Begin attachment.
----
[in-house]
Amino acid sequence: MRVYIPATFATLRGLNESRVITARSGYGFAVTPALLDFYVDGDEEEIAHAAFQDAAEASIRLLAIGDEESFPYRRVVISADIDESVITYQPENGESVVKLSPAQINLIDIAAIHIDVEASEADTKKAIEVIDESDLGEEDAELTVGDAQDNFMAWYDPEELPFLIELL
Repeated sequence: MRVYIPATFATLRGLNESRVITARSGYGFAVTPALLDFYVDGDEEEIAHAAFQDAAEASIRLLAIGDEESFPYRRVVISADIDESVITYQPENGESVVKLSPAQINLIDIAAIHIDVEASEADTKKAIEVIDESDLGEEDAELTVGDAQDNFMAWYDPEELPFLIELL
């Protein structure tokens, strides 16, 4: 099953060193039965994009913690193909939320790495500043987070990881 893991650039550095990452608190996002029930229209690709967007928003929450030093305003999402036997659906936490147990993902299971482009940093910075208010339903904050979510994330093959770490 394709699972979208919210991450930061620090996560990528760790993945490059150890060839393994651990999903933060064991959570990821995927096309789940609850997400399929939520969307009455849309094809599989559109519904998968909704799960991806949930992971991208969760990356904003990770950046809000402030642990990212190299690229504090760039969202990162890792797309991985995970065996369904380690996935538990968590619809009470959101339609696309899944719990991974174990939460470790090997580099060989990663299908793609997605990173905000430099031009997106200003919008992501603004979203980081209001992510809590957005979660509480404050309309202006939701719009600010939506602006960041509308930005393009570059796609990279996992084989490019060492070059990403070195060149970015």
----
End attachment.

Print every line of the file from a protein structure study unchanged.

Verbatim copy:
[in-house]
Amino acid sequence: MRVYIPATFATLRGLNESRVITARSGYGFAVTPALLDFYVDGDEEEIAHAAFQDAAEASIRLLAIGDEESFPYRRVVISADIDESVITYQPENGESVVKLSPAQINLIDIAAIHIDVEASEADTKKAIEVIDESDLGEEDAELTVGDAQDNFMAWYDPEELPFLIELL
Repeated sequence: MRVYIPATFATLRGLNESRVITARSGYGFAVTPALLDFYVDGDEEEIAHAAFQDAAEASIRLLAIGDEESFPYRRVVISADIDESVITYQPENGESVVKLSPAQINLIDIAAIHIDVEASEADTKKAIEVIDESDLGEEDAELTVGDAQDNFMAWYDPEELPFLIELL
């Protein structure tokens, strides 16, 4: 099953060193039965994009913690193909939320790495500043987070990881 893991650039550095990452608190996002029930229209690709967007928003929450030093305003999402036997659906936490147990993902299971482009940093910075208010339903904050979510994330093959770490 394709699972979208919210991450930061620090996560990528760790993945490059150890060839393994651990999903933060064991959570990821995927096309789940609850997400399929939520969307009455849309094809599989559109519904998968909704799960991806949930992971991208969760990356904003990770950046809000402030642990990212190299690229504090760039969202990162890792797309991985995970065996369904380690996935538990968590619809009470959101339609696309899944719990991974174990939460470790090997580099060989990663299908793609997605990173905000430099031009997106200003919008992501603004979203980081209001992510809590957005979660509480404050309309202006939701719009600010939506602006960041509308930005393009570059796609990279996992084989490019060492070059990403070195060149970015």